These patios became very popular during the post-World War II era in the United States.

They originated as backyard slabs of pour concrete in a broad range of shapes. More recently, most people have patios paved with natural stone, bricks, or concrete pavers.


Porches typically get integrated into your overall architectural design in your home, and they might include columns, balustrades, skirting, or decorative stairs that match your home’s exterior.

The porch’s roof will be in line with your home’s main floor, and the underside gets finished with wood that has a smaller width to give it the feeling of being outside.

A patio usually works best when you incorporate it into your landscape design in your backyard, and you might want to take advantage of certain things in your yard, like a swimming pool or large tree.

Patios get built at the ground level and can vary in shape in size, and they can also include features like built-in, pergolas, large cooking areas with a food prep area or grill, and fire pits if you like to entertain guests.

Child and Pet Safety

Porches have an access point by a stairway that could result in a slip or trip by a child. Porches have railings to help protect you from immediate falls from the area, but they have open sides that can pose a large safety risk if pets or children get left unattended. Porches can get slippery when it gets wet or humid too.

Patio surfaces are also hard, and they can pose a slip or trip hazard for any child on them.

The surfaces can get slippery if they get wet, so you have to be very careful after a rainfall or if the patio is by the pool. Patio surfaces have no risk for falls from a dangerous height like you get with a lot of porches.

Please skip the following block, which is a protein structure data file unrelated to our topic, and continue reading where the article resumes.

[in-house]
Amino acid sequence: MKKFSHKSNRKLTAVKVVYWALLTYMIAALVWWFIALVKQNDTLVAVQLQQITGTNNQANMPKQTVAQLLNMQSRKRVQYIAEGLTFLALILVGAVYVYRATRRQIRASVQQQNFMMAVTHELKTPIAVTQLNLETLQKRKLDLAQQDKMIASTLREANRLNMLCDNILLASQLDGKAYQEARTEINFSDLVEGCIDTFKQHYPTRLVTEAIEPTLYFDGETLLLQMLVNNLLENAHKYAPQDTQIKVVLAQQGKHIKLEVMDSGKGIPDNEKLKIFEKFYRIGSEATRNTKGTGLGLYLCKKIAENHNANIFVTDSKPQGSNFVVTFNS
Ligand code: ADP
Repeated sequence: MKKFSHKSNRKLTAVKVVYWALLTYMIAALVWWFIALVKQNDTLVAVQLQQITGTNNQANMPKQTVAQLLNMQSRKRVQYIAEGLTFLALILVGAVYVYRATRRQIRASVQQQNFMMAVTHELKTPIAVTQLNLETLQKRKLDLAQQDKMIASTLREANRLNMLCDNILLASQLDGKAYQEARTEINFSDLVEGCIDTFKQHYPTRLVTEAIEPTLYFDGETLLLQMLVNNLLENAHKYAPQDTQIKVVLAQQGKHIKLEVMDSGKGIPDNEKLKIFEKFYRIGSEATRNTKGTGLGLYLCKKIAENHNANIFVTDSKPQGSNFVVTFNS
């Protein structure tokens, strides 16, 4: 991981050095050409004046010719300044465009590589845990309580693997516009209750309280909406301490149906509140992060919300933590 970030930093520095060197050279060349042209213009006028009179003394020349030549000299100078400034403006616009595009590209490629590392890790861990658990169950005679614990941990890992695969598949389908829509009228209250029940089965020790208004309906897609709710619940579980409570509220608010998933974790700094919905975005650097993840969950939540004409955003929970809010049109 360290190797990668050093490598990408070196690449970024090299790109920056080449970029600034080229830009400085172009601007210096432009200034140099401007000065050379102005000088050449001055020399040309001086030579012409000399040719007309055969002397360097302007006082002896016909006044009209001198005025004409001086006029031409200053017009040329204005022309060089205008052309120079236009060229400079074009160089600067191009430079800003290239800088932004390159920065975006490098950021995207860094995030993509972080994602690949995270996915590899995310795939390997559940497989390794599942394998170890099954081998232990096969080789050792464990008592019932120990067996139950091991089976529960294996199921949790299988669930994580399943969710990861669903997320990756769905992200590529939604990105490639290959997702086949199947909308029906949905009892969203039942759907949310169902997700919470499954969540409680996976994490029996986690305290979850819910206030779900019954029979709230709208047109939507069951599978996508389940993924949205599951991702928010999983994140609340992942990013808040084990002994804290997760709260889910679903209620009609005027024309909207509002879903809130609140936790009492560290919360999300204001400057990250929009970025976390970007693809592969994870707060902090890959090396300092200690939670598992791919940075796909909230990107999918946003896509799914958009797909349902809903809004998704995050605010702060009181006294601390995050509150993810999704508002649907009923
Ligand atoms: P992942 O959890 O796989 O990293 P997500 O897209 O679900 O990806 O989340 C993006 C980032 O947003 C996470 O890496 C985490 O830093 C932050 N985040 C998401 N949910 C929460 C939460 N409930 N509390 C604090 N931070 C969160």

It’ll cost significantly more to build a porch than it will to build a patio because more materials and labor are required for this project, and the materials for your porch can include wood joist or trusses, concrete footings, shingles, asphalt, and electrical wiring.

For a 16-foot by 20-foot enclosed and covered porch, your materials will cost around $4,000, while the labor costs run the cost up significantly because you have to have several different contractors for one project.

You’ll need an electrician, painter, and carpenter to bring the labor costs up to $17,000 and the total project cost going up to $21,000.

A patio will require significantly less labor and materials that are relatively inexpensive, depending on the size of the patio you want. You’ll spend an average of $700 on a project you do yourself to create a 16-foot by the 20-foot concrete patio that uses heavy cement pavers.

If you choose professional installation for a project of the same size made out of poured concrete, you’ll pay between $2,000 and $4,000 for labor and materials.


The durability will depend on the type of weather your patio or porch gets exposed to and the amount of wear and tear it takes.

Porches are prone to water damage if you live in a humid or damp climate, and this could cause wood rot.

Under more extreme conditions, patios are prone to heaving and cracking with the expansion or upward movement of the ground.

You must take care to ensure that each material you select for your patio or porch is appropriate for your area and are durable enough to survive your local weather conditions.

It’s also important to note that the ground surface you build your patio on can undergo changes due to ground settlement, erosion, or other things that can make it less durable.